Download characters in our Iliad excerpts

yes no Was this document useful for you?
   Thank you for your participation!

* Your assessment is very important for improving the work of artificial intelligence, which forms the content of this project

Document related concepts

Greek mythology in popular culture wikipedia, lookup

Mycenae wikipedia, lookup

The God Beneath the Sea wikipedia, lookup

Troy wikipedia, lookup

Achilles wikipedia, lookup

Troy series: Characters wikipedia, lookup

Historicity of Homer wikipedia, lookup

Iliad wikipedia, lookup

Trojan War wikipedia, lookup

Achilles: Son of Peleus, the greatest warrior of the Greeks, known for his leadership in
council as well as on the battlefield. Also the youngest warrior, and the only of the
kings who was there by choice rather than because he had sworn an oath to uphold
the marital rights of Helen’s husband.
Agamemnon: Leader of the Greek army, though since the Greeks were a collection of
individual kings, it’s a very loose sort of leadership. He is Menelaus’ brother and leads
the Greeks because of this, but also because the magnificence of his kingdom makes
him more worthy than anyone else. But he makes a number of errors that show he is
not all that adept at leading this sort of band of men.
Ajax: The greatest warrior after Achilles, rock-steady, and oriented to honor,
comradeship, and the morale and safety of his fellow warriors.
Briseis: Achilles’ war captive and concubine, for whom he expresses love (sometimes).
Menelaus: The husband of Helen; it was her kidnapping from him by Paris that began the
Odysseus: The smartest of the Greek warriors, in terms of being able to assess and
persuade (he came up with the idea of the Trojan horse). He’s also the hero of the
Patroclus: Achilles’ closest companion, popular among the other Greeks from kings and
warriors to slave women.
Phoenix: Achilles’ old tutor, who accompanied him to Troy.
Achaeans, Danaans, Hellenes: all alternate names for the Greeks.
Andromache: The wife of Hector – pretty much the model of a perfect wife.
Deiphobos: Hector’s brother, impersonated by Apollo at the time of Hector’s death.
Hecuba: Hector’s mother, Priam’s wife.
Hector: Troy’s chief warrior, the foundation of their ability to survive the Greek assault.
Good in combat and in council, an admirable and loving husband, father and son,
aware of the requirements of honor, realistic about the probable outcome of the war.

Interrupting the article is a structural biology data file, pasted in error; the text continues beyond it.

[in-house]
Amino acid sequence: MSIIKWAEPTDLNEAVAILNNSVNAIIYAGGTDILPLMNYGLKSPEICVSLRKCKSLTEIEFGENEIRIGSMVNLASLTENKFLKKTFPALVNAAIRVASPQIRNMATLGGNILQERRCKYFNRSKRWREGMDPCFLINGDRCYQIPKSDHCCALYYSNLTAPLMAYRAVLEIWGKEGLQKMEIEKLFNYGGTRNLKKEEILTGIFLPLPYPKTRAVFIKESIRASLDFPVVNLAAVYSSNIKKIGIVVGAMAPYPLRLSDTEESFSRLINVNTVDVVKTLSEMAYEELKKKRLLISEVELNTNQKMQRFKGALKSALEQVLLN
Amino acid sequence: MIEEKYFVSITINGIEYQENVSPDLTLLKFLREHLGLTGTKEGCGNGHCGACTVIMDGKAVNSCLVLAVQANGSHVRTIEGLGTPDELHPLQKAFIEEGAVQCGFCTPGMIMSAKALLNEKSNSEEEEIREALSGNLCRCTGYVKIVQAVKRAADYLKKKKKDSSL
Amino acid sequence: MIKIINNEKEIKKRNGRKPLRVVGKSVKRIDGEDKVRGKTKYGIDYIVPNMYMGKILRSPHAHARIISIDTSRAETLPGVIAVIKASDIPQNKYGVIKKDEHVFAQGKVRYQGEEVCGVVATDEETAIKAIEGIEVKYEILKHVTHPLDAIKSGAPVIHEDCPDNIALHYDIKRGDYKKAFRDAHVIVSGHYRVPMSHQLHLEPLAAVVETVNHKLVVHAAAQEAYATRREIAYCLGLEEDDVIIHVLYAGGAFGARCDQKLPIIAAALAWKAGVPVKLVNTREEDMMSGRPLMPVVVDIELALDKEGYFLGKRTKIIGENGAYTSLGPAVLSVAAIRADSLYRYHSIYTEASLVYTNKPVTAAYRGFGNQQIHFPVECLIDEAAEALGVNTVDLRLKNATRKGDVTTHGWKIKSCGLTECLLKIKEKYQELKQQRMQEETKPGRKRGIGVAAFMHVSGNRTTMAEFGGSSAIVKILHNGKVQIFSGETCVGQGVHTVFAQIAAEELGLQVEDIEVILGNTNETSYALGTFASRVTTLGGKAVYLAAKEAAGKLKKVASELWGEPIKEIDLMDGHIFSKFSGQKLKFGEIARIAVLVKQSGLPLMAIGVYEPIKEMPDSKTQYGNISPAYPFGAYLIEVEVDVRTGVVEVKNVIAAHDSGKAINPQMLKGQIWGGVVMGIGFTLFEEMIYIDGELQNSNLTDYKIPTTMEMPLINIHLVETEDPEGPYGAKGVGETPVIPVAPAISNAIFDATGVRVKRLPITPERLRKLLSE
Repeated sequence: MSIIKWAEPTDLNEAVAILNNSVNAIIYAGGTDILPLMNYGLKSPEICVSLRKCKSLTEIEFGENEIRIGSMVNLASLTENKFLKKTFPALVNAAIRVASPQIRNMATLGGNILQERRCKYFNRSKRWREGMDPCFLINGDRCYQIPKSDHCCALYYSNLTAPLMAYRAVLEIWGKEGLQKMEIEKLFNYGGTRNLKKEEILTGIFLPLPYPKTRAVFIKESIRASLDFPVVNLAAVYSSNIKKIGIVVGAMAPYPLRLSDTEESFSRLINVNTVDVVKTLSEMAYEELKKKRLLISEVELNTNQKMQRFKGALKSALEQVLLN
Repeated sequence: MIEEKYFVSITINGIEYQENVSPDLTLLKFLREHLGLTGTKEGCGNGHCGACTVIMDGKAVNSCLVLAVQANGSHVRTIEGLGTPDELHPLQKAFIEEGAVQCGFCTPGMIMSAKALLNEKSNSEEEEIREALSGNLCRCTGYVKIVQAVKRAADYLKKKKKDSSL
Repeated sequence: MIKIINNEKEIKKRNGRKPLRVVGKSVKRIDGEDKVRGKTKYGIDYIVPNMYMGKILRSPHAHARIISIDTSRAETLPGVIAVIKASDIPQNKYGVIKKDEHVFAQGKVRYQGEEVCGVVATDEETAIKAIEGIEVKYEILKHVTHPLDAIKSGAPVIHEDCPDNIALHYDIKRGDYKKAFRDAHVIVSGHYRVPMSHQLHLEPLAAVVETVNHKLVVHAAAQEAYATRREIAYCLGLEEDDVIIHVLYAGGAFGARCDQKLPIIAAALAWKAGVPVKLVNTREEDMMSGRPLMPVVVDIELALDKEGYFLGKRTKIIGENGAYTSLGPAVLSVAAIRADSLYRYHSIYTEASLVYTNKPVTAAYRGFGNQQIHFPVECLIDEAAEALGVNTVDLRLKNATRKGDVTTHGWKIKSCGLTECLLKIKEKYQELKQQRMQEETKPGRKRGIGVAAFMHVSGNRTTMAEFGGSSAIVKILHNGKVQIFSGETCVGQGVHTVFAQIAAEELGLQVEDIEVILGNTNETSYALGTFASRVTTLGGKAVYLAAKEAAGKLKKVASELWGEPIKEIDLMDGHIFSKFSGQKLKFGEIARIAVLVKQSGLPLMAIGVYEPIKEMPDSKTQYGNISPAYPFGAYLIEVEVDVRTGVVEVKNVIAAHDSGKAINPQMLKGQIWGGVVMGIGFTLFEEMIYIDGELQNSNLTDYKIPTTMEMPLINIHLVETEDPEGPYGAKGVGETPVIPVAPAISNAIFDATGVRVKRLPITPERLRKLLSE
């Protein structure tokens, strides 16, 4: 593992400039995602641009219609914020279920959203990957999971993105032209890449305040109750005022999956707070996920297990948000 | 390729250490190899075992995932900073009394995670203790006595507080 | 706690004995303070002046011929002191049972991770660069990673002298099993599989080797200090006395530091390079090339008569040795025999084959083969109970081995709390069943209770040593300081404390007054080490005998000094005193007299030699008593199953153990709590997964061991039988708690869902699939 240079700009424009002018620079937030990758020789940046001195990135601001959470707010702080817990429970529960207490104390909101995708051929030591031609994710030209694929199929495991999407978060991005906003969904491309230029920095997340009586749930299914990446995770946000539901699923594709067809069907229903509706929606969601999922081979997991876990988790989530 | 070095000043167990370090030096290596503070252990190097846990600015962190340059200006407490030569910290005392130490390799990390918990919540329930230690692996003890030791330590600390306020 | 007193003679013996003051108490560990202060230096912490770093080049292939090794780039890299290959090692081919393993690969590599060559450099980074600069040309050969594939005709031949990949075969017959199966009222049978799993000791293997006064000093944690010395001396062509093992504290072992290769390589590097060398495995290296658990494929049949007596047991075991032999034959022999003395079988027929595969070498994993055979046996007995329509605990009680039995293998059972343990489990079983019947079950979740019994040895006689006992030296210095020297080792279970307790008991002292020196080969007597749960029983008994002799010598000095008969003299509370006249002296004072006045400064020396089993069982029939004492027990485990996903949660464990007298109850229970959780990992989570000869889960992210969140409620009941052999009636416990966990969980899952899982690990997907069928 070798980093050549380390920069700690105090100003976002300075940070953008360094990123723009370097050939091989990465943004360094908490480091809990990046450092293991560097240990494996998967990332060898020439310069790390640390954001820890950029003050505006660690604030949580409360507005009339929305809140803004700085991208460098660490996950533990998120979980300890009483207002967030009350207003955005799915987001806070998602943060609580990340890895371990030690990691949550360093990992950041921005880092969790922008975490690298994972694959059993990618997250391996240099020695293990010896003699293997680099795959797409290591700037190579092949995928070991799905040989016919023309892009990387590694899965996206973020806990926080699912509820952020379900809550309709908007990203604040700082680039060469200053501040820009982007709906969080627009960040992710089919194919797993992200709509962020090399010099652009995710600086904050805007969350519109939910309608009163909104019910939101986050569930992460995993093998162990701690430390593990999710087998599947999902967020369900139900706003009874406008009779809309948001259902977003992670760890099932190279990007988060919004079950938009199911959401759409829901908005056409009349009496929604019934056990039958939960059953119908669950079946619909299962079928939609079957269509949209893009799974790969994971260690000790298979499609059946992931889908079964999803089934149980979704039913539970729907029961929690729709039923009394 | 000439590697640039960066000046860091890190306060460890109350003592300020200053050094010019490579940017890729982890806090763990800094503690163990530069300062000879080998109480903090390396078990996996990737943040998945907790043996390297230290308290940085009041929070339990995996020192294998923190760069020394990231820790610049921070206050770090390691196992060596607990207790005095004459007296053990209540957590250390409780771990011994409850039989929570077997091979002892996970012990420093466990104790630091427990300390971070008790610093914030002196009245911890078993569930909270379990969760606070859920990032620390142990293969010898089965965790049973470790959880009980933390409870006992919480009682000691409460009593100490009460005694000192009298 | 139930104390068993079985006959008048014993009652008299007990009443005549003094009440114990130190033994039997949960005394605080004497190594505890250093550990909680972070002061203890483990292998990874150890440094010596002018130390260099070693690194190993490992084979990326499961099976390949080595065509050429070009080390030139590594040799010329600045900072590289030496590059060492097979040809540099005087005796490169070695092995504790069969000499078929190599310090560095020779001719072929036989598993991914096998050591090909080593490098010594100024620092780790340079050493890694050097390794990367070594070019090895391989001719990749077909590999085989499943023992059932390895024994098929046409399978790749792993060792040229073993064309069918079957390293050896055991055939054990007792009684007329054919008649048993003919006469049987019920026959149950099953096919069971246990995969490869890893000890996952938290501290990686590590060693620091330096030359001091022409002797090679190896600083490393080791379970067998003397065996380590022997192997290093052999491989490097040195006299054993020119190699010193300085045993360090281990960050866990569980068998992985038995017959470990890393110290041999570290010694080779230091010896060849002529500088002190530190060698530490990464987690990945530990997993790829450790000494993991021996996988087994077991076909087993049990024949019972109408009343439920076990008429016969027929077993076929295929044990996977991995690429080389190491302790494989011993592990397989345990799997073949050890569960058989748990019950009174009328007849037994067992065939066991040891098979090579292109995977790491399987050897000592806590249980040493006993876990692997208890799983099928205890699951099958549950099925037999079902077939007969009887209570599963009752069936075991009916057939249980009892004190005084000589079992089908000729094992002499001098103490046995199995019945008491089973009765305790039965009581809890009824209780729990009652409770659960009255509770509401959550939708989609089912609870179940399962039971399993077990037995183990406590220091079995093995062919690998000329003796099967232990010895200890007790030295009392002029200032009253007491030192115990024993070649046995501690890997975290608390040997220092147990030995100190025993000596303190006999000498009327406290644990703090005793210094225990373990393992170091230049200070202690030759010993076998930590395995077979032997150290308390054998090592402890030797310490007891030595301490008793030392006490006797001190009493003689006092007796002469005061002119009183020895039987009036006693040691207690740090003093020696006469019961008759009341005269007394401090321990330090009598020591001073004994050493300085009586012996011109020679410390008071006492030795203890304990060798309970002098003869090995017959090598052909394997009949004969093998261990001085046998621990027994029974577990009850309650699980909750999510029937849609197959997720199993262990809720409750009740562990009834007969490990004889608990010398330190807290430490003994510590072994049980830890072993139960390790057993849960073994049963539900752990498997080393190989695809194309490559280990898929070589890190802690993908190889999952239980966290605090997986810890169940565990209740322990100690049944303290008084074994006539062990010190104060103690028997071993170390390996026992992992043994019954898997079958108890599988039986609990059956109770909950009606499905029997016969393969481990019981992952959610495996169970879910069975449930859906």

Helen: The most beautiful woman in Greece. When she was of marriageable age, every
king in Greece wanted her, and her father made all of her suitors swear to uphold the
marital rights of her husband, so that there would not be fighting over her after she
was married. Aphrodite awarded her to Paris after he judged her the most beautiful
of the goddesses. When he stole her from Menelaus, the oath of Tyndareus came into
effect, and the Greeks gathered together for an assault on Troy. In the Iliad, the fault
is regarded as entirely Paris’s, except for Helen herself, who feels responsible for it all.
Paris (aka Alexandros): The Trojan prince who started it all by kidnapping Helen. Just
as Hector is held up as the model of a hero, with the faultless god Apollo as his
patron, Paris is the model of – well, the opposite, better at dancing than fighting,
patronized by Aphrodite the love goddess, and depicted in bed as often as at war.
Priam: The aged king of Troy, father of Hector and Paris.
Aphrodite: Goddess of love, patron of Helen and Paris.
Apollo: God of poetry, prophecy, and plague, and the patron of Hector and supporter of
the Trojans
Athena: Goddess of wisdom and warfare, favorite daughter of Zeus, patron of Achilles in
particular and the Greeks in general
Hephaestus: The metalsmith god, friendly toward Thetis.
Hera: The wife of Zeus, king of the gods; a supporter of the Greeks.
Poseidon: The sea-god, a supporter of the Greeks.
Thetis: a sea-nymph (Nereid), mother of Achilles. With her diving knowledge, she
predicted that Achilles could either live to a ripe old age at home, or have a short life
and eternal glory by fighting and dying at Troy.
Zeus: King of the gods, supporter of the Trojans but also aware of the ultimate fate of the
city and of all the warriors.